For client AT&T, BBDO enlisted Aardman Productions, the folk responsible for Wallace and Gromit and Chicken Run, to put together this quaint little holiday ad. It's lighter and funnier than what we'd expect from AT&T, which bodes well, at least for Christmas.
In the spot, a gingerbread son (who sounds too old to be living at home) asks his dad (who's busy roofing) if he can have a GoPhone. Dad agrees. Shortly afterward, a giant human hand takes a chunk out of his house.
Aww. It's practically a cautionary tale.
Yes, it's car ad. Yes, it shows the car. Yes, it shows the car driving briskly on a snow covered road. Yes, it's Christmas (oh, sorry...holiday) themed. But this one is a bit different. Not that much different but different enough to keep our attention. but only just. And, if we arrived home with that poorly cared for thing atop our car, we'd head right back to the farm and get another. Yea, yea, Audis can drive fast on snow but not that fast.
It was created by Venables, Bell & Partners and edited by Phoenix Editorial & Designs. And despite what you might think, we like it. Just the right amount of sell. Just the right amount of holiday tie in. And just the right amount of hook to make it interesting.
We can't help but notice Dell is using its XPS model to (ever so innocuously) try repositioning its brand as a whole.
For this decidedly complicated gig, it enlisted Mother, NY, which in August demanded that we reconcile a passel of mod devotchkas to our mental image of Dell. It was a brave and interesting effort, but an ultimately unconvincing one.
For the XPS One, Dell and Mother are pushing harder still.
This commercial for a Japanese candy is more than a year old but it is so ridiculous we just have to share it with you. It's a pretty well known fact men (well, the straight ones at least) across the globe find it very pleasing to look at a pretty woman with big breasts wearing nothing but sexy underwear and a tiny bra. Even more so if the lady decides to jump up and down while bouncing uncontrollably in that tiny bra. Some countries are just more open than others when it comes to allowing that activity to be publicly displayed.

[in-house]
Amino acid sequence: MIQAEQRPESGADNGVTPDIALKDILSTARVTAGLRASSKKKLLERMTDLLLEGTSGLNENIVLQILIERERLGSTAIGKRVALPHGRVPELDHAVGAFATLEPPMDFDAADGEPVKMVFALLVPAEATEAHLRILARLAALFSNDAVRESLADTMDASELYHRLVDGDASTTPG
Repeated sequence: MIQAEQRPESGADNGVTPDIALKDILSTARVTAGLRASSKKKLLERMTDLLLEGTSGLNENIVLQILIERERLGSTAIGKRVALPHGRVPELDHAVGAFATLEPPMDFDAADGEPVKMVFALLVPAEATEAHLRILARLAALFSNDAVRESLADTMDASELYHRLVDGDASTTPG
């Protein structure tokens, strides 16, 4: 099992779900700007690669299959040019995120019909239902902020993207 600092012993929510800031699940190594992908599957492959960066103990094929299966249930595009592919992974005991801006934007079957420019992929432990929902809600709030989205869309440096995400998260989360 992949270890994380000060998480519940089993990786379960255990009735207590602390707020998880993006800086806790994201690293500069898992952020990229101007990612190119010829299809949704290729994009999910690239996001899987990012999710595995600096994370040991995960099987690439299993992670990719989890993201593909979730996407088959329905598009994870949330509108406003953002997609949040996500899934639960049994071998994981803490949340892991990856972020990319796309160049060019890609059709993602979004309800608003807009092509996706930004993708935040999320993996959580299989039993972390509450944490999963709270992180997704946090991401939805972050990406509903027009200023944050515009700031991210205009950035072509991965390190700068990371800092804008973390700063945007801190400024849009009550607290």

After viewing this commercial for Romania's Post Office, we feel the need to go hand write a nice, long, heartfelt letter to the old college girlfriend telling her how much we still love her and how we wish...OK...so that'll never happen but after watching this Tempo Advertising-created ad, you just might want to. Who knew writing a letter was such a big deal.
Here are a couple of ads (Grip and Voyage) that promote the grips on Coke bottles. They involve a friendly green octopus that adds grip to the bottles with help from its handy-dandy suction cups.
Any campaign that improves the reputation of octopuses to children is a great campaign in our opinion, because we think they're a grossly underrated sea creature. (And to think -- every re-airing of The Little Mermaid will undo all this fine work.)
On the other hand, these might just freak people out and get them all sketchy about touching textured Coke bottles.
Finally a Zune ad we like. It is fun to watch, slightly nostalgic, and smacks a little of springtime (something we need right now because winter is sucking out our souls).
This spot is called Intergalactic Swap Meet. Think Sony Bravia with a dash of Little Deviants (because it's a bit dark, not all pop and Technicolor).
That whole "sharing is caring" thread is present as in the previous spots, but it's not sickening or otherwise objectively lame like in previous efforts (observe hither and yon).
Here's something you don't see everyday. To support the launch of its new HDTV service, Israel's YES TV network with help from McCann Digital gathered together an army of Hasidic Jews to perfom the Village People's YMCA in the street. Perhaps it's just it's weirdness but we like it a lot.
For its cavity-sweet Pass the Cheer campaign, Starbucks has opted to try warming hearts online and possibly on television.
In this spot, a bummed-out girl trudges out in the snow and hugs a bear.
Strangely, the bear hugs her back.
And stranger still, there's a bunny involved. We're not really sure why (aside from that it proves useful for nudging a warm drink into the shot with its nose), but it sure does amp up the cute overload.
Pass the cheer!
Look, a bunch of douchey office cogs made of cardboard. Nice wicker basket, guys.
The spot, put together by Fueld Films, is for the New Denver Ad Club and the Denver 50 show, which showcases "Denver's best work smooshed up nice and flat." We loves it for its hipster inanity. Dig it? Cool. Play the paper dolls game.
Wouldn't a fat hairy guy in gladiator garb make an awesome kitchen magnet?